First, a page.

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How to Develop a Mycobiome Health Food Plan [With Printable Food Plan]

Are your patients struggling with chronic, vague symptoms? 

Mold exposure and mycotoxin toxicity, a common household threat, may be to blame.   

According to the World Health Organization and Food and Agricultural Organization, 25% of the world’s agricultural products are contaminated with mycotoxins.1

Mold exposure and mold toxicity can cause various issues, from fatigue, headaches, and cognitive dysfunction to more severe respiratory and immune system problems. 

Help your patients detox and reduce their fungal burden with advanced mycobiome testing and this customizable Mycobiome Health Food Plan designed to address health issues related to mold exposure and toxicity. 

Measuring Mycobiome Health with Advanced Diagnostics 

Before beginning the Mycobiome Health Food Plan, consider testing your patients with functional mycobiome testing to gain the most comprehensive view of gut health. 

Testing allows you to customize the nutrition plan to each patient’s specific needs, increasing the chance of efficacy and positive outcomes. 

Accurately measure your patients' mycobiome health with the following advanced functional lab tests: 

  • Mycotoxins Panel
  • Fungal Antibodies Panel
  • Gut Zoomer
  • Organic Acids Test

Read more about mycobiome health testing in the table below:

Mycobiome Health

Learn more about advanced functional testing

Foods to Incorporate to Improve Mycobiome Health 


Reduce fungal burden and promote detoxification by incorporating anti-fungal, detoxifying, and polyphenol-rich foods low in mold and mycotoxins.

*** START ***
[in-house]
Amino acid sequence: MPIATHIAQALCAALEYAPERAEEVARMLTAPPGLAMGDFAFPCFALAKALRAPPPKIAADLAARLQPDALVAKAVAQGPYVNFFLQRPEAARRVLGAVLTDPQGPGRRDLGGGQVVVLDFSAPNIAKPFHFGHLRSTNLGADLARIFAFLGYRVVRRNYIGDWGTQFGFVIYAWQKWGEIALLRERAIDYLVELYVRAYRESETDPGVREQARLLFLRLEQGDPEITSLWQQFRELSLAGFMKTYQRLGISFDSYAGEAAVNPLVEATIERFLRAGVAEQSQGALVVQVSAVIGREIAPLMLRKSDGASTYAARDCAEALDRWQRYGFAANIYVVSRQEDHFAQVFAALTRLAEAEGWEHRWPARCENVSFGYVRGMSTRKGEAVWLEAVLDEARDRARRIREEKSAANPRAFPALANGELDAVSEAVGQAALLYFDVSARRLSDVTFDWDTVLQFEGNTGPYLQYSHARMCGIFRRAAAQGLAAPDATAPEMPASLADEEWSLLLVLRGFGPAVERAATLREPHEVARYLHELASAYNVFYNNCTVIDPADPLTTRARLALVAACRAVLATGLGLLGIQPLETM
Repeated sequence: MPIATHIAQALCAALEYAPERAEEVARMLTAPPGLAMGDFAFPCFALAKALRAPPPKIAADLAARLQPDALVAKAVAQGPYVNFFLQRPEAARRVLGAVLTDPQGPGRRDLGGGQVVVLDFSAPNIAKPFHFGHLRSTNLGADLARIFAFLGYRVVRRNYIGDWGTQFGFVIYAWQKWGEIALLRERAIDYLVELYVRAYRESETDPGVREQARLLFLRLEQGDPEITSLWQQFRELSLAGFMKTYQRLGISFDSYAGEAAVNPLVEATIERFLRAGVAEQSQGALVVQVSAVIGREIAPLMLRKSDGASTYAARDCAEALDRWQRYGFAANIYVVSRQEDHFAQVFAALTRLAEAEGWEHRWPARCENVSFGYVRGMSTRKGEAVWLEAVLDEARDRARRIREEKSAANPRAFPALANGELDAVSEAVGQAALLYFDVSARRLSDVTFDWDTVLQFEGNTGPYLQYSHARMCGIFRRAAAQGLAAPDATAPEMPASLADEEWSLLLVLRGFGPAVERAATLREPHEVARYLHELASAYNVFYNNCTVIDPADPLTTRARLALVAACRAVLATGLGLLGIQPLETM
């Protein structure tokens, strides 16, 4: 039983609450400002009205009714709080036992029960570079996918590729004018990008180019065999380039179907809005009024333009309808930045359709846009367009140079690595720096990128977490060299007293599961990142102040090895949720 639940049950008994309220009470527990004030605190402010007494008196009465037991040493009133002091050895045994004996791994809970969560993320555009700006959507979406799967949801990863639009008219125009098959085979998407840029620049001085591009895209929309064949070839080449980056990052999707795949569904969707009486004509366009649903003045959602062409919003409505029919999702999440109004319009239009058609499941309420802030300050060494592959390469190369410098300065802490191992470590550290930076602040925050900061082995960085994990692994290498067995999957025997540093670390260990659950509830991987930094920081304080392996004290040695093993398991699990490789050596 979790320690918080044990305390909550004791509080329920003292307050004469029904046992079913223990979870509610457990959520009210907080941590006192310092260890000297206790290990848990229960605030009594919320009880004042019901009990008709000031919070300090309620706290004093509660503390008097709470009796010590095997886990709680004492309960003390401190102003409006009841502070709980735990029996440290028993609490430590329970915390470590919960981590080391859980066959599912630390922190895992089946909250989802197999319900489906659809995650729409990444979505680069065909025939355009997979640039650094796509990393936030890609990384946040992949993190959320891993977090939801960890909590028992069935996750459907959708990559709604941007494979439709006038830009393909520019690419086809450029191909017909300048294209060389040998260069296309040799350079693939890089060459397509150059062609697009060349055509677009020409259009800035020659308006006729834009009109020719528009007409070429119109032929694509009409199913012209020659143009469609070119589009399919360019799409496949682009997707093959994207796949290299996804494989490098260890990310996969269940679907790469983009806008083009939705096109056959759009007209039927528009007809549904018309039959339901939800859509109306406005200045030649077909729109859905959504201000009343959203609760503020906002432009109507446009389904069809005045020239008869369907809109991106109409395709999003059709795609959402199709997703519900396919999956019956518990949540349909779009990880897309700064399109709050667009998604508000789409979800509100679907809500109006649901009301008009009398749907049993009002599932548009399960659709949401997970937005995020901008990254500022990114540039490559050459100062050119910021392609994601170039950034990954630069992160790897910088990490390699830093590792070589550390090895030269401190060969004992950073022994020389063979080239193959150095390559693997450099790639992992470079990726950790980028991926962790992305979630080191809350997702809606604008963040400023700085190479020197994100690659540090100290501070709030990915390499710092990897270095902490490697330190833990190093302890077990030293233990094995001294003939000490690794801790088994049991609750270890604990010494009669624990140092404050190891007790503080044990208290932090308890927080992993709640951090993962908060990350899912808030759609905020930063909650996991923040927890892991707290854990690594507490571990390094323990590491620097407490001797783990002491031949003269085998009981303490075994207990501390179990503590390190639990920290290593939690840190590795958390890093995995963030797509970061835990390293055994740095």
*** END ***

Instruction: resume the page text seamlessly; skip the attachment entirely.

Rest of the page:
Anti-fungal Foods

Eating anti-fungal foods can reduce the mold/mycotoxin load in the body. When infected with mold, it is necessary to flush out the current mold build-up within the body while also taking steps to limit and prevent future mold exposure.  

Antifungal foods include:

  • Garlic 
  • Leeks 
  • Onion 
  • Scallions 
  • Beans 
  • Coconut (milk, meat, butter) 
  • Coconut oil (caprylic acid) 
  • Basil 
  • Cinnamon 
  • Clove 
  • Common Thyme 
  • Cumin 
  • Oregano 
  • Sage 
  • Rosemary 
  • Thyme 
Polyphenol Foods


Foods rich in polyphenols can help to protect against mold/mycotoxin damage. Polyphenols are naturally occurring compounds commonly found in plants that are high in antioxidants and protect the body’s tissues from oxidative damage and inflammation. Polyphenols can help mitigate the damage done by mold exposure and toxicity.  

Polyphenol foods include:  

  • Broccoli 
  • Green beans 
  • Kale  
  • Onion 
  • Sprouts (all) 
  • Apple 
  • Apricot 
  • Blackberries 
  • Blueberries 
  • Cranberries 
  • Pomegranate seeds 
  • Strawberries 
  • Soybeans 
  • Pistachios 
  • Cinnamon 
  • Turmeric 
  • Green tea 
Detoxifying Foods


Detoxifying Foods help increase phase two of detoxification in the body, known as conjugation. Conjugation involves adding molecules to the fat-soluble mycotoxins to create water-soluble compounds which can be excreted from the body.  

Detoxifying foods will support the body’s natural detox systems, the liver and kidneys, and remove harmful mycotoxins, allowing patients to heal.  

Detoxifying foods include:  

  • Artichokes 
  • Asparagus 
  • Beets 
  • Broccoli 
  • Brussels Sprouts 
  • Bok choy 
  • Cabbage 
  • Cauliflower 
  • Ginger 
  • Greens (Arugula/roquette, beet, chard, etc.) 
  • Leeks 
  • Onion 
  • Radishes 
  • Sprouts (all) 
  • Lemon 
  • Lime 
  • Cilantro 
  • Parsley 
  • Psyllium 
  • Broth (organic): Bone, meat, vegetable 
  • Vegetable juice (raw, cold-pressed, green) 

Binder Foods 


Binder foods help to remove mycotoxins by attaching to bile and stool, preventing the reabsorption of toxins in the bile life cycle. Without binders, mycotoxins can get reabsorbed by the body because they are attached to the bile when the body attempts to excrete them.  

Because bile gets recycled in the body, there is a chance of reabsorption of these toxins; binders help prevent this and promote the excretion of mycotoxins. 

Binder foods include:

  • Kale 
  • Okra 
  • Chia seeds 
  • Flax seeds 
  • Aloe vera 
  • Chlorella 

Eliminate High-Mycotoxin, High-Carbohydrate, and Fermented Foods  

Foods high in mold or mycotoxins should be eliminated from the diet to reduce exposure levels and remove the source of the problem. These foods can increase the fungal burden on the body and prevent healing.